Barriers to effective cancer pain management: A review of the literature

Kimberly L. Pargeon, B. Jo Hailey

Research output: Contribution to journalReview articlepeer-review

201 Scopus citations

Abstract

As many as 90% of patients with cancer-related pain can attain satisfactory relief through available pharmacological and medical means. However, as many as 45% of patients in the earlier stages of cancer and 75% of patients in the advanced stages experience at least some pain. Although published guidelines are available, the research literature suggests that health care providers continue to hold some negative misconceptions about cancer pain and its treatment. Patients also harbor similar misconceptions that contribute to ineffective management. Interventions have been discussed in the literature, and although some have proven successful, much still needs to be done to remedy this problem. This review outlines the published guidelines for cancer pain management and describes the literature related to provider and patient barriers, as well as some interventions designed to facilitate effective cancer pain management.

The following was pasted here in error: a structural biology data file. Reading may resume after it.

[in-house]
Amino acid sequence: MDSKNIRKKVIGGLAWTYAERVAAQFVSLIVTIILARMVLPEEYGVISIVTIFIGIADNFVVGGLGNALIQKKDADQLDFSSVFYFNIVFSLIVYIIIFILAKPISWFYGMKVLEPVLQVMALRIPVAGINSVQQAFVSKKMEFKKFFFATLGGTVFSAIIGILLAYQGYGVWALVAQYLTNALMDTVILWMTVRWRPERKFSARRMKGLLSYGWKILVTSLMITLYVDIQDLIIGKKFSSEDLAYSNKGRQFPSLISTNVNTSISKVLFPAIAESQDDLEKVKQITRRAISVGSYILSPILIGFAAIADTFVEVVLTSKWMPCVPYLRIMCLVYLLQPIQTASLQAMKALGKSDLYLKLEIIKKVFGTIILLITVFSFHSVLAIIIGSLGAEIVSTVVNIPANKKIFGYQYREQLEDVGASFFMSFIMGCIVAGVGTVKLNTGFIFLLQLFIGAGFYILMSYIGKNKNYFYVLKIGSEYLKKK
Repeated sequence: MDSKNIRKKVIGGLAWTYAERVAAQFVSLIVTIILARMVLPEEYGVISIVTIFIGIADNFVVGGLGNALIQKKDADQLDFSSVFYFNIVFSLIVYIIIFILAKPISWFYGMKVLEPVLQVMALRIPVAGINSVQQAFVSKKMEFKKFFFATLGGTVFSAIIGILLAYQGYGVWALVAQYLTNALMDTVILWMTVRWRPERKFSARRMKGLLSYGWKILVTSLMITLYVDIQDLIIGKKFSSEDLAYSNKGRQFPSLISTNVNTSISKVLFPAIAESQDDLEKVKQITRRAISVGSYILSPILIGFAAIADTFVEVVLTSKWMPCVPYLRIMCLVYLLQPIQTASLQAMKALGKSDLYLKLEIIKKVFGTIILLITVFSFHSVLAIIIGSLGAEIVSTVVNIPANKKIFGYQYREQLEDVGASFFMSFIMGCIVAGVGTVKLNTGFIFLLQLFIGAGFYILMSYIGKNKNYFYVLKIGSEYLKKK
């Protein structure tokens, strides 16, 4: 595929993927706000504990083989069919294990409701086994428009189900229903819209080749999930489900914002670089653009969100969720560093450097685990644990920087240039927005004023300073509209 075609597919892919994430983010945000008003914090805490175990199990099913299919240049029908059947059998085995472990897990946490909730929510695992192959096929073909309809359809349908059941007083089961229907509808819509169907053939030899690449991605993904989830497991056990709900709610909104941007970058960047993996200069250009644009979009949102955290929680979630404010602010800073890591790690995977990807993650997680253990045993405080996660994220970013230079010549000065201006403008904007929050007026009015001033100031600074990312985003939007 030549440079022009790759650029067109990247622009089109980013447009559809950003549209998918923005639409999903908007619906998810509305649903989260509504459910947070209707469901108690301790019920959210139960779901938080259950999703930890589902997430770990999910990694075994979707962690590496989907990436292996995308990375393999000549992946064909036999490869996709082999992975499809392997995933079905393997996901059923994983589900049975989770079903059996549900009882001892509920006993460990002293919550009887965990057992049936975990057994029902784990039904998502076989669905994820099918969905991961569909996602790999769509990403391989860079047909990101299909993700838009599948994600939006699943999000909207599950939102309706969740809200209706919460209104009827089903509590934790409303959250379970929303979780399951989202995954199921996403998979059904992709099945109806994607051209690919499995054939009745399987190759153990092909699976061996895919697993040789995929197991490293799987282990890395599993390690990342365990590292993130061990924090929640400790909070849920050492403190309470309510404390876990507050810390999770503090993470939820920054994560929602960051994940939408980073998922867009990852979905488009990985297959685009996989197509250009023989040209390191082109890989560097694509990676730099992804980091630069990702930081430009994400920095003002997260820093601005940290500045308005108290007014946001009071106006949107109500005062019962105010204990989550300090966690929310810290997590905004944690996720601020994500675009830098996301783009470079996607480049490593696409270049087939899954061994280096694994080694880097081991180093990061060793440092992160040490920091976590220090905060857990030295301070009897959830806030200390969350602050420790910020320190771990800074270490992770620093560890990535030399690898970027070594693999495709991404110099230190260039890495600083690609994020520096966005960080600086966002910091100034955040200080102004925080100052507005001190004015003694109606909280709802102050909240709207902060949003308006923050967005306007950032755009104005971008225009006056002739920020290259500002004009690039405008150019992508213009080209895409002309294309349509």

Original languageEnglish (US)
Pages (from-to)358-368
Number of pages11
JournalJournal of Pain and Symptom Management
Volume18
Issue number5
DOIs
StatePublished - Nov 1999
Externally publishedYes

Keywords

  • Cancer
  • Pain
  • Pain measurement
  • Palliative care

ASJC Scopus subject areas

  • Nursing(all)
  • Clinical Neurology
  • Anesthesiology and Pain Medicine

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